If Wednesday night was Woods’ autobiography, the story he told — with Sam’s help — was relatively simple. He was a grateful son who loved golf and worked hard. He has gotten to travel the world. He has been able to make memories with friends and family, old and new. He didn’t have to include the in-between details; not the 82 PGA Tour wins nor the 15 major championships. He didn’t have to speak on his dominance at Firestone and Torrey and Bay Hill. We know those. The fact that he could see it, too — the big picture — was telling.

What’s interesting is that Woods didn’t literally write this story. He didn’t write anything, technically. Woods spoke with no notes. He spoke earnestly and from the heart. Sam did, too. And she told a story that reminded us of the day his priorities began to shift.

“In 2007 my dad found himself in a position to make an 18-foot putt to force a U.S. Open playoff, which he missed by a foot,” she said. “He then had to rush to the airport, fly from Pittsburgh to Orlando and drive to the Winnie Palmer Hospital. Within five minutes of walking into the hospital room, still wearing his red golf shirt, on June 18th, I was born. He may have lost that day, but he won the greatest gift of all.”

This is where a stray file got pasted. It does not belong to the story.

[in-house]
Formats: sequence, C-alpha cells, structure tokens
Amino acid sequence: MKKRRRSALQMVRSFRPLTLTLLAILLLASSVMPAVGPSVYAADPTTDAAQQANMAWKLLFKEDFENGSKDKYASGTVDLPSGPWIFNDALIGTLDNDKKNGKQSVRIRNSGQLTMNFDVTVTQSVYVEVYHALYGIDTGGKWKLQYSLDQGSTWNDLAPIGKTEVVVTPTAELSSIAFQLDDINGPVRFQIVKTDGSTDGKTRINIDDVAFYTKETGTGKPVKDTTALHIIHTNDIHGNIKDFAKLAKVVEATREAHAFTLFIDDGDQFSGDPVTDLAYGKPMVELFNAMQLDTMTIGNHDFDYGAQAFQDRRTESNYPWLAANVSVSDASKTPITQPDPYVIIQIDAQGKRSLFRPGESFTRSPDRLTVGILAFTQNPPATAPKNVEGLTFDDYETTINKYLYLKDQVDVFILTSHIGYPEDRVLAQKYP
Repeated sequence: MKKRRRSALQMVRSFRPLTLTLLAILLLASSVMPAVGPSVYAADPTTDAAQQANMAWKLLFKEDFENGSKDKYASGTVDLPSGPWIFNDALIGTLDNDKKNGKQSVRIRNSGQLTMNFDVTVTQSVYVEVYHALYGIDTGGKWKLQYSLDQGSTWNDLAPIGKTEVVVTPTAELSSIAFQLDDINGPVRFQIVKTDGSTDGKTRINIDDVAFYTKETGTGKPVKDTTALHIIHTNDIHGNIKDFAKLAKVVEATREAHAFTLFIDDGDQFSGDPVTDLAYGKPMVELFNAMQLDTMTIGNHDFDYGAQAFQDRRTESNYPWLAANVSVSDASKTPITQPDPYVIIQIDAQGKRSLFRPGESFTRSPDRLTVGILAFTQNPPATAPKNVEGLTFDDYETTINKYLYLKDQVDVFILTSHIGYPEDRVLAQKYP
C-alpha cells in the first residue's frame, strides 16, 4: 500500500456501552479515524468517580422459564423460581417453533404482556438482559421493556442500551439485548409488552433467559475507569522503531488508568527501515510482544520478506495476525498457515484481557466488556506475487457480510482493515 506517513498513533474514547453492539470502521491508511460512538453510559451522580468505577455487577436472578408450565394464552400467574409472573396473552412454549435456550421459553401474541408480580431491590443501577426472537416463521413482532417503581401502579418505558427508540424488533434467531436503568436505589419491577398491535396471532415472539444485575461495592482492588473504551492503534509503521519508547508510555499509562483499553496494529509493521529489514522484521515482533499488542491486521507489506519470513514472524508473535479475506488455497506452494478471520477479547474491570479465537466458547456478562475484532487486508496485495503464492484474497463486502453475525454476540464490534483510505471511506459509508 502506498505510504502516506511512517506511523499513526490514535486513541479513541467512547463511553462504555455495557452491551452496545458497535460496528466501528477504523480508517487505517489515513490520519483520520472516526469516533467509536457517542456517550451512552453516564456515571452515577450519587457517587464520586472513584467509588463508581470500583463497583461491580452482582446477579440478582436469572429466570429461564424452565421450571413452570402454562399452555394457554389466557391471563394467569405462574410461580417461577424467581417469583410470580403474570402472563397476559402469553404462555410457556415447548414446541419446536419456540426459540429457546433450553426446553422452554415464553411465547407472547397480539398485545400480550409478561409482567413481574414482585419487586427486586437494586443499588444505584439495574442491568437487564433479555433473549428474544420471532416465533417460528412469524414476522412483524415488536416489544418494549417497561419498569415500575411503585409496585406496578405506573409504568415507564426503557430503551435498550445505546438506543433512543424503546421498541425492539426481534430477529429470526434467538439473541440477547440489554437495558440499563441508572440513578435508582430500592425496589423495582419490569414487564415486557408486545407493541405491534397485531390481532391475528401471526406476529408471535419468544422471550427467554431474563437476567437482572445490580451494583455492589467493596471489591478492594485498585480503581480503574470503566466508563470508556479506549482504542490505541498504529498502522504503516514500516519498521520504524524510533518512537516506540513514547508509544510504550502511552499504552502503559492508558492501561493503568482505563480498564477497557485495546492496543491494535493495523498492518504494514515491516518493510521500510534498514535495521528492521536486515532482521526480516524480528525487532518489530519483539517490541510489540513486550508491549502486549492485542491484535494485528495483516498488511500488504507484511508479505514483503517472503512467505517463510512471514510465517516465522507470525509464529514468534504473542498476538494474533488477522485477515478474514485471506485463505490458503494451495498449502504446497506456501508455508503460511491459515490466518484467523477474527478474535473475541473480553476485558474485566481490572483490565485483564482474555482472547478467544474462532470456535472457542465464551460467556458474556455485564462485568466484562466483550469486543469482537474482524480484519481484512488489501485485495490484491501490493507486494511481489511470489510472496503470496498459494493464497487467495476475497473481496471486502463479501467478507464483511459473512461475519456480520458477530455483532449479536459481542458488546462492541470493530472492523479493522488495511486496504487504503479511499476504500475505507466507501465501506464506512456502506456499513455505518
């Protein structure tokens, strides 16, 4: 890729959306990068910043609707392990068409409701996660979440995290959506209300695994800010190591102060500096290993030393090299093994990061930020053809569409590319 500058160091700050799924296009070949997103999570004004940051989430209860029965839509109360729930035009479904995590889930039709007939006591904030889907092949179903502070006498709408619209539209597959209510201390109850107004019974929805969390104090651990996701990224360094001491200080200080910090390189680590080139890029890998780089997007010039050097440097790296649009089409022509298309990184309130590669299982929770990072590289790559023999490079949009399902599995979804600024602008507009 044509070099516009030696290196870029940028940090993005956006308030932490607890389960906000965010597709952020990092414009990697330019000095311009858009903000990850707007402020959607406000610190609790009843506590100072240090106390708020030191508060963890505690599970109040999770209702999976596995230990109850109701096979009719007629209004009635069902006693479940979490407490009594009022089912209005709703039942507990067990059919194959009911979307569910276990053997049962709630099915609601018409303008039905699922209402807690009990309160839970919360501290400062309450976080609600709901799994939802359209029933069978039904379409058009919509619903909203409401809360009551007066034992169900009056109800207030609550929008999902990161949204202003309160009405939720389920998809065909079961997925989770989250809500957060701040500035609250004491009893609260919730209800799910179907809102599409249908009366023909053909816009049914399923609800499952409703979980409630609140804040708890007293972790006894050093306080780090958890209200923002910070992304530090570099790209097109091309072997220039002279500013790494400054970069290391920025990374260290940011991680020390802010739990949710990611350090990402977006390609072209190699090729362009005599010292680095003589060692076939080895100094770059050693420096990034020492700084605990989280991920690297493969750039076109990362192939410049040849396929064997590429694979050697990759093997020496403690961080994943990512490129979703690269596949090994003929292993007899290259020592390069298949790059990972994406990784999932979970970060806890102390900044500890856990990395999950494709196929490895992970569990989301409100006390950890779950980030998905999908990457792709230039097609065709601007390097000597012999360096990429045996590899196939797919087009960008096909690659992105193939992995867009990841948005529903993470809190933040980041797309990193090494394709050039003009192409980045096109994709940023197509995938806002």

She was joking, but only sort of. The wins and not-wins have always mattered. But big picture, everything else has mattered more.

The golf itself still matters, of course. Woods was honored for his golfing career, and he hopes that career has chapters left.

That’s the best part of this story: It’s still without an ending.

dylan dethier

Dylan Dethier

Golf.com Editor

Dylan Dethier is a senior writer for GOLF Magazine/GOLF.com. The Williamstown, Mass. native joined GOLF in 2017 after two years scuffling on the mini-tours. Dethier is a 2014 graduate of Williams College, where he majored in English, and he’s the author of 18 in America, which details the year he spent as an 18-year-old living from his car and playing a round of golf in every state.